The QNET package is a set of tools created and compiled to aid in the design and analysis of photonic circuit models. Our proposed Quantum Hardware Description Language (if you use QNET, please cite our QHDL paper) serves to describe a circuit topology and specification of a larger entity in terms of parametrizable subcomponents. This is strongly analogous to the specification of electric circuitry using the structural description elements of VHDL or Verilog. The physical systems that can be modeled within the framework include quantum optical experiments that can be described as nodes with internal degrees of freedom such as interacting quantum harmonic oscillators and/or N-level quantum systems that, in turn are coupled to a finite number of external bosonic quantum fields.
The package consists of the following components:
In addition to these core components, the software uses the following existing software packages:
A convenient way of obtaining Python as well as some of the packages listed here (SymPy, SciPy, NumPy, PLY) is to download the Enthought Python Distribution (EPD) which is free for academic use. A highly recommended way of working with QNET and QuTiP and just scientific python codes in action is to use the excellent IPython shell which comes both with a command-line interface as well as a very polished browser-based notebook interface.
Copy the QNET folder to any location you'd like. We will tell python how to find it by setting the $PYTHONPATH environment variable to include the QNET directory's path. Append the following to your local bash configuration $HOME/.bashrc or something equivalent:
export QNET=/path/to/cloned/repository export PYTHONPATH=$QNET:$PYTHONPATH
Note that you should replace "/path/to/cloned/repository" with the full path to the cloned QNET directory! On my personal laptop that path is given by /Users/nikolas/Projects/QNET, but you can place QNET anywhere you'd like.
On Windows a similar procedure should exist. Environment variable can generally be set via the windows control panels. It should be sufficient to set just the $PYTHONPATH environment variable.
To configure gEDA to include our special quantum circuit component symbols you will need to copy the following configuration files from the $QNET/gEDA_support/config directory to the $HOME/.gEDA directory:
Then install the QHDL netlister plugin within gEDA by creating a symbolic link
ln -s $QNET/gEDA_support/gnet-qhdl.scm /path/to/gEDA_resources_folder/scheme/gnet-qhdl.scm
Note that you should replace "/path/to/gEDA_resources_folder" with the full path to the gEDA resources directory!
in my case that path is given by /opt/local/share/gEDA, but in general simply look for the gEDA-directory that contains the file named system-gafrc.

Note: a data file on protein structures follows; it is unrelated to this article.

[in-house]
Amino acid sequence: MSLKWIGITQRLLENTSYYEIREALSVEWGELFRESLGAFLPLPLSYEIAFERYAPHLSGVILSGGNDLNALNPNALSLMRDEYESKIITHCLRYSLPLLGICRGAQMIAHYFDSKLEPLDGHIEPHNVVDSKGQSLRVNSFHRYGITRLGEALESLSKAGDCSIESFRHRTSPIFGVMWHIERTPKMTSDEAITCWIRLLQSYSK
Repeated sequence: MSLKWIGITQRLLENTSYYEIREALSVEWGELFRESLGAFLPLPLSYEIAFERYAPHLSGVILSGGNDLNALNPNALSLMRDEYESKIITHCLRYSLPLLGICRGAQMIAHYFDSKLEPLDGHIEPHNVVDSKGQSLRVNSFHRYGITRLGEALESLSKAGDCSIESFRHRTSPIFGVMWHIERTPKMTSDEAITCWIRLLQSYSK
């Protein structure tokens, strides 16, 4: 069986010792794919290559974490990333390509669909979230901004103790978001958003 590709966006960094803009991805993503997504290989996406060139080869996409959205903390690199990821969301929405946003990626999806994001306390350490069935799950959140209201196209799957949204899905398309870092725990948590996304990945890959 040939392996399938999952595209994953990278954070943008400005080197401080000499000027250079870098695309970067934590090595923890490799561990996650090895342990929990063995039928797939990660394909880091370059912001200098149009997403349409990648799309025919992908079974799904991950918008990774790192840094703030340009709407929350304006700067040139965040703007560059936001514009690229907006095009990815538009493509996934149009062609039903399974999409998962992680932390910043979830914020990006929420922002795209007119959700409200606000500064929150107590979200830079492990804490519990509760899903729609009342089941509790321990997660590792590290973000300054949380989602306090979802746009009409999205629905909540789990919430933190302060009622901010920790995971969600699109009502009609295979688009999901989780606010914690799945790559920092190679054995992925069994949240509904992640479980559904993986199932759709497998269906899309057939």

A possible full workflow using QNET is thus:
This package is still work in progress and as it is developed by a single developer, documentation and comprehensive testing code is still somewhat lacking. Any contributions, bug reports and general feedback from end-users would be highly appreciated. If you have found a bug, it would be extremely helpful if you could try to write a minimal code example that reproduces the bug. Feature requests will definitely be considered. Higher priority will be given to things that many people ask for and that can be implemented efficiently.
To learn of how to carry out each of these steps, we recommend looking at the provided examples and reading the relevant sections in the QNET manual. Also, if you want to implement and add your own primitive device models, please consult the QNET manual.
Hideo Mabuchi had the initial idea for a software package that could exploit the Gough-James SLH formalism to generate an overall open quantum system model for a quantum feedback network based solely on its topology and the component models in analytic form. The actual QNET package was then planned and implemented by Nikolas Tezak. In its current form, QNET comprises functionality  that goes well beyond what would be necessary to achieve the original goal, but which has proven to be immensely useful. In addition to the authors of the software packages listed under Dependencies that QNET relies on, we would like to acknowledge the following people's direct support to QNET which included their vision, ideas, examples, bug reports and feedback.
Work on QNET was directly supported by DARPA-MTO under Award No. N66001-11-1-4106. Nikolas Tezak is also supported by a Simons Foundation Math+X fellowship as well as a Stanford Graduate Fellowship.
|||E.g., all algebras except the operator algebra are not strictly necessary to achieve just the original objective.|
QNET is free software: you can redistribute it and/or modify it under the terms of the GNU General Public License as published by the Free Software Foundation, either version 3 of the License, or (at your option) any later version.
QNET is distributed in the hope that it will be useful, but WITHOUT ANY WARRANTY; without even the implied warranty of MERCHANTABILITY or FITNESS FOR A PARTICULAR PURPOSE. See the GNU General Public License for more details.
You should have received a copy of the GNU General Public License along with QNET. If not, see this page.
Copyright (C) 2012, Nikolas Tezak